It's not just about slapping pages up on the web. They can go to Weebly and get a free site or GoDaddy or Vistaprint and pay $4 a month.

But are those sites going to get them anywhere. If even one of their competitors has the slightest clue, the answer is NO!

They are not just paying you to put pages up on the web for them, they are paying for your expertise.

As to your original question, I don't do mockups for free. I don't start until we have an agreed upon contract and a detailed spec with a deposit down. The mockups are factored into the cost of a custom web site.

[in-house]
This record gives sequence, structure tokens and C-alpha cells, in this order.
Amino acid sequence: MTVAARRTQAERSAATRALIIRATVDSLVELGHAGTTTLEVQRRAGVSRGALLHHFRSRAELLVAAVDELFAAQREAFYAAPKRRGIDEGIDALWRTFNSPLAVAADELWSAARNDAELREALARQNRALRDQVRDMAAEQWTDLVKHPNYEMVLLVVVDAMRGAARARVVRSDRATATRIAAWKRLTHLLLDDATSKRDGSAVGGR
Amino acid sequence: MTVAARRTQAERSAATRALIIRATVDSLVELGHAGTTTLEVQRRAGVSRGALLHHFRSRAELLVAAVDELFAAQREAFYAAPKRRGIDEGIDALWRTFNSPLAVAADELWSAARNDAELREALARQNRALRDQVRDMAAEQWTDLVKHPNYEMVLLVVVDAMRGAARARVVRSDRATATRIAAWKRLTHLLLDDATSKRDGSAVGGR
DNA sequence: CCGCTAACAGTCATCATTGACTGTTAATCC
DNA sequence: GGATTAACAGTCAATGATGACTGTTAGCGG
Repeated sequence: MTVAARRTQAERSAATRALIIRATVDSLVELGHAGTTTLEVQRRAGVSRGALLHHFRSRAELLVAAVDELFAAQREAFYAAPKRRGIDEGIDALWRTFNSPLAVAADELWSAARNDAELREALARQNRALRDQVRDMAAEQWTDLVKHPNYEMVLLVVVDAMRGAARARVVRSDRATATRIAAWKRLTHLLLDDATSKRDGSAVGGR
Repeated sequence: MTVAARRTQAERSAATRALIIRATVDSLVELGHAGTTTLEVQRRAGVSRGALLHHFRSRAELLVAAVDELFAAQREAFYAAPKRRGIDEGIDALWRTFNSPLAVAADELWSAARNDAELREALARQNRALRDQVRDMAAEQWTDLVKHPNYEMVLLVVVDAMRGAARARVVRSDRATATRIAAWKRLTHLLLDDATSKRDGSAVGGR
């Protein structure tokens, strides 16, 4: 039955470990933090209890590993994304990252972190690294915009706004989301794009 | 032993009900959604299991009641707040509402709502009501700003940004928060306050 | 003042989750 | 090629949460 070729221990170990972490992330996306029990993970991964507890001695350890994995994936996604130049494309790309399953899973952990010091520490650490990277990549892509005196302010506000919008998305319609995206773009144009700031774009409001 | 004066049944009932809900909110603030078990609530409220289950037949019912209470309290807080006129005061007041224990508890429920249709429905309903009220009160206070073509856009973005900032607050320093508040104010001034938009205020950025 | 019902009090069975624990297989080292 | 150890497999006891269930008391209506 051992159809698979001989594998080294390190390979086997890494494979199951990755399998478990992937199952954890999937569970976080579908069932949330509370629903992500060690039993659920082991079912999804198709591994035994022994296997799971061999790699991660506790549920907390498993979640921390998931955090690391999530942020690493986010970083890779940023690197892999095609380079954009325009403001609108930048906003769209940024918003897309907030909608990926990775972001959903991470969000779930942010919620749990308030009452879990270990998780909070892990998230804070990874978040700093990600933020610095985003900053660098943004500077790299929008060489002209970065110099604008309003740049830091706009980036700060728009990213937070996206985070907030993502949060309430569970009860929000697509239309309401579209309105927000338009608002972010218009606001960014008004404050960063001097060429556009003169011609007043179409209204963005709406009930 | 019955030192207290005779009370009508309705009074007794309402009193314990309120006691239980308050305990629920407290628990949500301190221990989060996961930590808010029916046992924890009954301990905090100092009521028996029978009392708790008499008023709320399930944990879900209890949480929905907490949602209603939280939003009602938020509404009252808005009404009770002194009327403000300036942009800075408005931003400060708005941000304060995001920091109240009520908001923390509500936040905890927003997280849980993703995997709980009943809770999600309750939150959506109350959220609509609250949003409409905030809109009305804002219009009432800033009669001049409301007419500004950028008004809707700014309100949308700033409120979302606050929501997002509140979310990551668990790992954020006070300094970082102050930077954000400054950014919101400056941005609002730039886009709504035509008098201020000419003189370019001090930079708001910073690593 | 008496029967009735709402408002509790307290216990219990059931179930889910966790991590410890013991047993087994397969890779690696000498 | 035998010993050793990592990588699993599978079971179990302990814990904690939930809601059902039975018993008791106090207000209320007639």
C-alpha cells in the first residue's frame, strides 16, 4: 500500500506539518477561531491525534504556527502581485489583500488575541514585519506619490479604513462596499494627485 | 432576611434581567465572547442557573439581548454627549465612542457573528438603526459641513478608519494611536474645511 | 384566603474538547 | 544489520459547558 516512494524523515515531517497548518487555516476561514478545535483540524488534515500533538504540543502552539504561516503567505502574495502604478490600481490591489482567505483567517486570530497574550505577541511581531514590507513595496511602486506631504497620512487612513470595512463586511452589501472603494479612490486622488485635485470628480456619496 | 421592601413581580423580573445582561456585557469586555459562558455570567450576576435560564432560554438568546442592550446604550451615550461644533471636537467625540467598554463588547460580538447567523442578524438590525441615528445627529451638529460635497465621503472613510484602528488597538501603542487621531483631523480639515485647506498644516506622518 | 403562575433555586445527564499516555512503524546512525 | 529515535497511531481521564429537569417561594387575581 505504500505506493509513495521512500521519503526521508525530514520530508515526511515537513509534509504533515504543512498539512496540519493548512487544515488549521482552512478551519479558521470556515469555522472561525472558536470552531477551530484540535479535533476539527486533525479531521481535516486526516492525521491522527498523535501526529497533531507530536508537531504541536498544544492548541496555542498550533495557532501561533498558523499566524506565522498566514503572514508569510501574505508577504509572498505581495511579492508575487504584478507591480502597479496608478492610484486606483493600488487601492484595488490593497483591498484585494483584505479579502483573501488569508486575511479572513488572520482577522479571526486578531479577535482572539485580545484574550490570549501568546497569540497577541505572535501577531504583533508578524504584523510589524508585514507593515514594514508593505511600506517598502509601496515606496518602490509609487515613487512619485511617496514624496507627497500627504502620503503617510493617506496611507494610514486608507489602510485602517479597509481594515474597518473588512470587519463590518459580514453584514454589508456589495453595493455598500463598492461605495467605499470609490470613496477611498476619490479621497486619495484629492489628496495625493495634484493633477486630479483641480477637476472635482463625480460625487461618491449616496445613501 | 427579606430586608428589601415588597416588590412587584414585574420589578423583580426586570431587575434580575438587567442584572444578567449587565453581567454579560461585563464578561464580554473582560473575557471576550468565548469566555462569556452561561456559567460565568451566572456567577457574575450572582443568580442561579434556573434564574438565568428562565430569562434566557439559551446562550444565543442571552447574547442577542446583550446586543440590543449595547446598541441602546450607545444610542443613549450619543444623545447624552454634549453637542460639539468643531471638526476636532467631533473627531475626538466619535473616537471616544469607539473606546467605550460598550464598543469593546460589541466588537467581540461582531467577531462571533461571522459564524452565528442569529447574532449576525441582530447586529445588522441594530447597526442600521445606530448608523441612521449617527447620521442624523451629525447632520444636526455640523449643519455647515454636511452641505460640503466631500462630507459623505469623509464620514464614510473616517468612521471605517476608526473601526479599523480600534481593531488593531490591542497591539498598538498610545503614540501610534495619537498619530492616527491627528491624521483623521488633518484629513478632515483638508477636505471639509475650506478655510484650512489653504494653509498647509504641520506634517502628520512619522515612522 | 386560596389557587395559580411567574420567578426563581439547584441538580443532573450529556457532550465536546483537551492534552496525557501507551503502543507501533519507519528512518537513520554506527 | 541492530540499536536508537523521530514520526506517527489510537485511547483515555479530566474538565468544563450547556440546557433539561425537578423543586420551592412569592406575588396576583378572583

cma01

10+ Year Member



 
Msg#: 4078436 posted 2:59 am on Mar 17, 2010 (gmt 0)

By the way . . . 14 year old BABYSITTERS charge $10 an hour in my area.

It's sadly true, and I have a hard time finding them even at that.

rocknbil

WebmasterWorld Senior Member rocknbil us a WebmasterWorld Top Contributor of All Time 10+ Year Member



 
Msg#: 4078436 posted 4:18 am on Mar 17, 2010 (gmt 0)

These are kind of the points hinted at throughout the thread.

You're in a global marketplace now, and additionally, one of anonymity. Many of these clients don't understand the technology, but what they do understand is "lowest price."

Hit up a few of the freelance sites out there, see what a majority of $500 projects are being bid for . . . and won. You will be shocked.

You still need an edge to compete at "decent wages."